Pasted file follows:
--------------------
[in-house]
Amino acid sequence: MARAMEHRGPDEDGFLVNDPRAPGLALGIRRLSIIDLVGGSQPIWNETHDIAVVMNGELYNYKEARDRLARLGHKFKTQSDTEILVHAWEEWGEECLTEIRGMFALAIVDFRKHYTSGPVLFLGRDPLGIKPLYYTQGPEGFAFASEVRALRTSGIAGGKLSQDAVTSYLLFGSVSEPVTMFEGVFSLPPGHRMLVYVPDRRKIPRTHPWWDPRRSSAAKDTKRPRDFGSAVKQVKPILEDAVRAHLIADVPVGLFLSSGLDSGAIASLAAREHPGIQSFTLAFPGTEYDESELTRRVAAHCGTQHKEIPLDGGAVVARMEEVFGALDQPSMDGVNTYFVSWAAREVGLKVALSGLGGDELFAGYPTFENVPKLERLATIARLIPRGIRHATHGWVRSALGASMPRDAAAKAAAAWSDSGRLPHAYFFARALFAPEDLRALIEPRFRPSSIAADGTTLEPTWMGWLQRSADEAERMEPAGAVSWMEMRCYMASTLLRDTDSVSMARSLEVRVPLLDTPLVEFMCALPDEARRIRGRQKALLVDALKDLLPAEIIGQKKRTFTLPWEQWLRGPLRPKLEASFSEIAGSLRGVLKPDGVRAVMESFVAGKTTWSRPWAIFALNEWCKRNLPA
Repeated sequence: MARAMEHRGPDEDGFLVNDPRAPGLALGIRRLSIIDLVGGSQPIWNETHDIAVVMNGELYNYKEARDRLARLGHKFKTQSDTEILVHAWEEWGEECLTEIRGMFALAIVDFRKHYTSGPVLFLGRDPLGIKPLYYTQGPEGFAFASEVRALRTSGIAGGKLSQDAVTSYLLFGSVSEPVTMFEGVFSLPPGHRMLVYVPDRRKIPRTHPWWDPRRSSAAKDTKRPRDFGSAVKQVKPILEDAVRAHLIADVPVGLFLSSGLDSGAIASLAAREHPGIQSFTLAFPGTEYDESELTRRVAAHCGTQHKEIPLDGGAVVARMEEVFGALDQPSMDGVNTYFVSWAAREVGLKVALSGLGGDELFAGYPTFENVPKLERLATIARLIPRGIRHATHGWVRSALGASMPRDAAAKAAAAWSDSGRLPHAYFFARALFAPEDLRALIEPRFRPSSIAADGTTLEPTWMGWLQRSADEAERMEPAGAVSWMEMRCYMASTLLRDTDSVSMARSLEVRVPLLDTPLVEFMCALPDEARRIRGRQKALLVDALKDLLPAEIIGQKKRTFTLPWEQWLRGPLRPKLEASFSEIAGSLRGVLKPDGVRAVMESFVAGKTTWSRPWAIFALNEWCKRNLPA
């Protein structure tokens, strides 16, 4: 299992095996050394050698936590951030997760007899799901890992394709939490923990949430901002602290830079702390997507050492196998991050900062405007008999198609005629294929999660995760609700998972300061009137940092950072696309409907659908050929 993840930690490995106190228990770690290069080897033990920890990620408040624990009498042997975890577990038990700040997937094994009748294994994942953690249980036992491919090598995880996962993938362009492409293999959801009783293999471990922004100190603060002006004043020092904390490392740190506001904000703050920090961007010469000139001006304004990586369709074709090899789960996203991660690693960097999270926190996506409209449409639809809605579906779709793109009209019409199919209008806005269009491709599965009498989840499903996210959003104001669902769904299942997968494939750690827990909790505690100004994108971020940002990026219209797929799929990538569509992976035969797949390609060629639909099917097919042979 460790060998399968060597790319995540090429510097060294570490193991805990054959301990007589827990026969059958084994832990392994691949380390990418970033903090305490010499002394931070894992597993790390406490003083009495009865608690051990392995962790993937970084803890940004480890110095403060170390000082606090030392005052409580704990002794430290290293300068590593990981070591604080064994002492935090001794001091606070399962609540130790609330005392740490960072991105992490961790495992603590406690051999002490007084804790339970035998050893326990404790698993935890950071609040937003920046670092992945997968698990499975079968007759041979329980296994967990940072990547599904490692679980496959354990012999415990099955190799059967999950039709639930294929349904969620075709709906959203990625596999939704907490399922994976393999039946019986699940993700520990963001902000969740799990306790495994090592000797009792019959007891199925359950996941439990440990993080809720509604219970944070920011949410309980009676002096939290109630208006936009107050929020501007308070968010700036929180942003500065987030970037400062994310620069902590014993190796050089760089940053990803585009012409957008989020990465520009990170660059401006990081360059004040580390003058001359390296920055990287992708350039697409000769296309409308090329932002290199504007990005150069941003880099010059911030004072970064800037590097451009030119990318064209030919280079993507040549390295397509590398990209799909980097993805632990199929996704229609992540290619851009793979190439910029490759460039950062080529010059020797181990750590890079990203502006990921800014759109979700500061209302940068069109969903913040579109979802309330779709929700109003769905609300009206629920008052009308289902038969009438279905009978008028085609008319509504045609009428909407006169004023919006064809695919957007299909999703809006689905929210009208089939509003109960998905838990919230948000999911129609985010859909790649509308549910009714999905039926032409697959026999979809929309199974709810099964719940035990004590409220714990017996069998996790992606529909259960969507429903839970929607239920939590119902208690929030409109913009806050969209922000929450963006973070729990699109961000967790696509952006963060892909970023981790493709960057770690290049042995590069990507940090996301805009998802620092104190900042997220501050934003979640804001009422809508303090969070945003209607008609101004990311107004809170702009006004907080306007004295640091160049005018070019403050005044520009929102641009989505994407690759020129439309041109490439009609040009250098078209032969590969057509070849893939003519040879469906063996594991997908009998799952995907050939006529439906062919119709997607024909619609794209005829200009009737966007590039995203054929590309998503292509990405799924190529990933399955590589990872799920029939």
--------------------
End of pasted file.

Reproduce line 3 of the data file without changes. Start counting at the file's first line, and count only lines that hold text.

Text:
Repeated sequence: MARAMEHRGPDEDGFLVNDPRAPGLALGIRRLSIIDLVGGSQPIWNETHDIAVVMNGELYNYKEARDRLARLGHKFKTQSDTEILVHAWEEWGEECLTEIRGMFALAIVDFRKHYTSGPVLFLGRDPLGIKPLYYTQGPEGFAFASEVRALRTSGIAGGKLSQDAVTSYLLFGSVSEPVTMFEGVFSLPPGHRMLVYVPDRRKIPRTHPWWDPRRSSAAKDTKRPRDFGSAVKQVKPILEDAVRAHLIADVPVGLFLSSGLDSGAIASLAAREHPGIQSFTLAFPGTEYDESELTRRVAAHCGTQHKEIPLDGGAVVARMEEVFGALDQPSMDGVNTYFVSWAAREVGLKVALSGLGGDELFAGYPTFENVPKLERLATIARLIPRGIRHATHGWVRSALGASMPRDAAAKAAAAWSDSGRLPHAYFFARALFAPEDLRALIEPRFRPSSIAADGTTLEPTWMGWLQRSADEAERMEPAGAVSWMEMRCYMASTLLRDTDSVSMARSLEVRVPLLDTPLVEFMCALPDEARRIRGRQKALLVDALKDLLPAEIIGQKKRTFTLPWEQWLRGPLRPKLEASFSEIAGSLRGVLKPDGVRAVMESFVAGKTTWSRPWAIFALNEWCKRNLPA